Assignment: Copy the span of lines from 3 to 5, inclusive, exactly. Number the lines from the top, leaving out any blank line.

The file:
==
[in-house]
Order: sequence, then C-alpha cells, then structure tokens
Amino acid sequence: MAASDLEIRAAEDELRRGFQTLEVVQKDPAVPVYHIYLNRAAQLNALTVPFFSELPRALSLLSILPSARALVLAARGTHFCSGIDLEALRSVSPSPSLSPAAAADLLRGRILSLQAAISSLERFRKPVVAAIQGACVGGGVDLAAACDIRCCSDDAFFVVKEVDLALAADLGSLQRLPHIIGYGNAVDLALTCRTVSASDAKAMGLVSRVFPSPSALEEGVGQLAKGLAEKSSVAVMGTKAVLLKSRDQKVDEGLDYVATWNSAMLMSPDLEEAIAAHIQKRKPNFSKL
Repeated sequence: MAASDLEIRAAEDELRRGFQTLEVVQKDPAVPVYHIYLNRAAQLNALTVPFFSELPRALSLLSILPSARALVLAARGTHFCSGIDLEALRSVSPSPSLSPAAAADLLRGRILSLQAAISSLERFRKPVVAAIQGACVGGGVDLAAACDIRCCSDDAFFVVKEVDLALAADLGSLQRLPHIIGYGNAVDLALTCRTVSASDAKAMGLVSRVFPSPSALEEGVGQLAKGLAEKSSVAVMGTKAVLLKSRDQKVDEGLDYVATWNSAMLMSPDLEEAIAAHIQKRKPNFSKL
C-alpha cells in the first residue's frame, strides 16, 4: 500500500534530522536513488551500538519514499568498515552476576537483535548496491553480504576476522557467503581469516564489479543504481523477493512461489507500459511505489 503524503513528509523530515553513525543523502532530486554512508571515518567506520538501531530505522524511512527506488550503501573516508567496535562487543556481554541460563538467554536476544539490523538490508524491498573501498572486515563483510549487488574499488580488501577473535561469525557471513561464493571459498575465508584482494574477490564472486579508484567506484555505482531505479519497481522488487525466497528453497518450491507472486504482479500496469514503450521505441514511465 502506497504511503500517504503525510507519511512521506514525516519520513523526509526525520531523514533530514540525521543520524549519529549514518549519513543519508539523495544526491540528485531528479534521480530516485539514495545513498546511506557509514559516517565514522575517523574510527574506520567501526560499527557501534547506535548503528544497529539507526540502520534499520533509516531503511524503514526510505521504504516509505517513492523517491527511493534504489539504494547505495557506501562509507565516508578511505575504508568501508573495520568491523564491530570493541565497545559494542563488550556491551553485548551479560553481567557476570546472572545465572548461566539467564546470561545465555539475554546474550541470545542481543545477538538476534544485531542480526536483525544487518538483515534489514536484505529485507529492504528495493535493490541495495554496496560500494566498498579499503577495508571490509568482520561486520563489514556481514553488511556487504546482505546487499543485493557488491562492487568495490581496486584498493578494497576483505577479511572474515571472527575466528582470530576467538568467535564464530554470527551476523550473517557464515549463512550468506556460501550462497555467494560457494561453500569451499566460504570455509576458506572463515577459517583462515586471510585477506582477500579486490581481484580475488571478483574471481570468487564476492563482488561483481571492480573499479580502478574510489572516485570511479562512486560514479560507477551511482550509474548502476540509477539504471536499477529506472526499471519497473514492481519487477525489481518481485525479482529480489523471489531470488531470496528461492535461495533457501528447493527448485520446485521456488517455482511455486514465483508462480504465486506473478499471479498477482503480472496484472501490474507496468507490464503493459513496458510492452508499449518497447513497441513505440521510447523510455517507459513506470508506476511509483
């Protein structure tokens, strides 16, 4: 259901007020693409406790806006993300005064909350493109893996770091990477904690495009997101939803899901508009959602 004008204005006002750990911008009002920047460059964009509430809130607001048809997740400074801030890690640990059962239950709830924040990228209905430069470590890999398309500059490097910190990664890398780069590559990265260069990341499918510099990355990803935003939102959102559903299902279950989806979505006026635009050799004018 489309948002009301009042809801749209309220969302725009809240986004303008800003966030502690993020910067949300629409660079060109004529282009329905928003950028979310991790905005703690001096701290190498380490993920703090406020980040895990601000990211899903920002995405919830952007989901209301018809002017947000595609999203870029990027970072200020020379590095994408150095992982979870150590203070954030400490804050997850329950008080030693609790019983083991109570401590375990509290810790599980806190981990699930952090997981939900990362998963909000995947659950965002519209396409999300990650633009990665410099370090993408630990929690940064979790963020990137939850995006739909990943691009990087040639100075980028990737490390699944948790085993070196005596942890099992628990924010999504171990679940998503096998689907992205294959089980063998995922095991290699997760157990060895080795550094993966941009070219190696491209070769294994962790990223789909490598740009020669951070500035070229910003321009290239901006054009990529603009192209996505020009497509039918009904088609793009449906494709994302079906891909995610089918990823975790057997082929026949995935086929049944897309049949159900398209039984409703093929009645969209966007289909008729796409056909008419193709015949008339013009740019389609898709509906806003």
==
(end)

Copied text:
Amino acid sequence: MAASDLEIRAAEDELRRGFQTLEVVQKDPAVPVYHIYLNRAAQLNALTVPFFSELPRALSLLSILPSARALVLAARGTHFCSGIDLEALRSVSPSPSLSPAAAADLLRGRILSLQAAISSLERFRKPVVAAIQGACVGGGVDLAAACDIRCCSDDAFFVVKEVDLALAADLGSLQRLPHIIGYGNAVDLALTCRTVSASDAKAMGLVSRVFPSPSALEEGVGQLAKGLAEKSSVAVMGTKAVLLKSRDQKVDEGLDYVATWNSAMLMSPDLEEAIAAHIQKRKPNFSKL
Repeated sequence: MAASDLEIRAAEDELRRGFQTLEVVQKDPAVPVYHIYLNRAAQLNALTVPFFSELPRALSLLSILPSARALVLAARGTHFCSGIDLEALRSVSPSPSLSPAAAADLLRGRILSLQAAISSLERFRKPVVAAIQGACVGGGVDLAAACDIRCCSDDAFFVVKEVDLALAADLGSLQRLPHIIGYGNAVDLALTCRTVSASDAKAMGLVSRVFPSPSALEEGVGQLAKGLAEKSSVAVMGTKAVLLKSRDQKVDEGLDYVATWNSAMLMSPDLEEAIAAHIQKRKPNFSKL
C-alpha cells in the first residue's frame, strides 16, 4: 500500500534530522536513488551500538519514499568498515552476576537483535548496491553480504576476522557467503581469516564489479543504481523477493512461489507500459511505489 503524503513528509523530515553513525543523502532530486554512508571515518567506520538501531530505522524511512527506488550503501573516508567496535562487543556481554541460563538467554536476544539490523538490508524491498573501498572486515563483510549487488574499488580488501577473535561469525557471513561464493571459498575465508584482494574477490564472486579508484567506484555505482531505479519497481522488487525466497528453497518450491507472486504482479500496469514503450521505441514511465 502506497504511503500517504503525510507519511512521506514525516519520513523526509526525520531523514533530514540525521543520524549519529549514518549519513543519508539523495544526491540528485531528479534521480530516485539514495545513498546511506557509514559516517565514522575517523574510527574506520567501526560499527557501534547506535548503528544497529539507526540502520534499520533509516531503511524503514526510505521504504516509505517513492523517491527511493534504489539504494547505495557506501562509507565516508578511505575504508568501508573495520568491523564491530570493541565497545559494542563488550556491551553485548551479560553481567557476570546472572545465572548461566539467564546470561545465555539475554546474550541470545542481543545477538538476534544485531542480526536483525544487518538483515534489514536484505529485507529492504528495493535493490541495495554496496560500494566498498579499503577495508571490509568482520561486520563489514556481514553488511556487504546482505546487499543485493557488491562492487568495490581496486584498493578494497576483505577479511572474515571472527575466528582470530576467538568467535564464530554470527551476523550473517557464515549463512550468506556460501550462497555467494560457494561453500569451499566460504570455509576458506572463515577459517583462515586471510585477506582477500579486490581481484580475488571478483574471481570468487564476492563482488561483481571492480573499479580502478574510489572516485570511479562512486560514479560507477551511482550509474548502476540509477539504471536499477529506472526499471519497473514492481519487477525489481518481485525479482529480489523471489531470488531470496528461492535461495533457501528447493527448485520446485521456488517455482511455486514465483508462480504465486506473478499471479498477482503480472496484472501490474507496468507490464503493459513496458510492452508499449518497447513497441513505440521510447523510455517507459513506470508506476511509483